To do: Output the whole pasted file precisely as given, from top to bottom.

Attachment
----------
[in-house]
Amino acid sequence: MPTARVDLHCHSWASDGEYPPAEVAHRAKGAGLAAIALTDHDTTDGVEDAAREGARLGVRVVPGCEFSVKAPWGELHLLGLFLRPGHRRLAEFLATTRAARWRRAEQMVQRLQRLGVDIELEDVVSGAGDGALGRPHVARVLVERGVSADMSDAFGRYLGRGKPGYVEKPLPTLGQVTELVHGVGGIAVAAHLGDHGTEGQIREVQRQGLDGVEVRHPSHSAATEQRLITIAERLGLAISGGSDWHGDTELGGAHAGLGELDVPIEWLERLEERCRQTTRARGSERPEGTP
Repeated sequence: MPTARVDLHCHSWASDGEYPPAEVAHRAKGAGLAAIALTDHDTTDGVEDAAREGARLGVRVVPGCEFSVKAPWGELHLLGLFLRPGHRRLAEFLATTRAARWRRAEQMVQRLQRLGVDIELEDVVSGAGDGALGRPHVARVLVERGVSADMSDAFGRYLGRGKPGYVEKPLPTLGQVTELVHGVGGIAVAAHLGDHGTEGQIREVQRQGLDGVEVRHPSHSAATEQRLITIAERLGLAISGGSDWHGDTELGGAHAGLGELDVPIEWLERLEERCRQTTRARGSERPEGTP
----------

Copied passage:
[in-house]
Amino acid sequence: MPTARVDLHCHSWASDGEYPPAEVAHRAKGAGLAAIALTDHDTTDGVEDAAREGARLGVRVVPGCEFSVKAPWGELHLLGLFLRPGHRRLAEFLATTRAARWRRAEQMVQRLQRLGVDIELEDVVSGAGDGALGRPHVARVLVERGVSADMSDAFGRYLGRGKPGYVEKPLPTLGQVTELVHGVGGIAVAAHLGDHGTEGQIREVQRQGLDGVEVRHPSHSAATEQRLITIAERLGLAISGGSDWHGDTELGGAHAGLGELDVPIEWLERLEERCRQTTRARGSERPEGTP
Repeated sequence: MPTARVDLHCHSWASDGEYPPAEVAHRAKGAGLAAIALTDHDTTDGVEDAAREGARLGVRVVPGCEFSVKAPWGELHLLGLFLRPGHRRLAEFLATTRAARWRRAEQMVQRLQRLGVDIELEDVVSGAGDGALGRPHVARVLVERGVSADMSDAFGRYLGRGKPGYVEKPLPTLGQVTELVHGVGGIAVAAHLGDHGTEGQIREVQRQGLDGVEVRHPSHSAATEQRLITIAERLGLAISGGSDWHGDTELGGAHAGLGELDVPIEWLERLEERCRQTTRARGSERPEGTP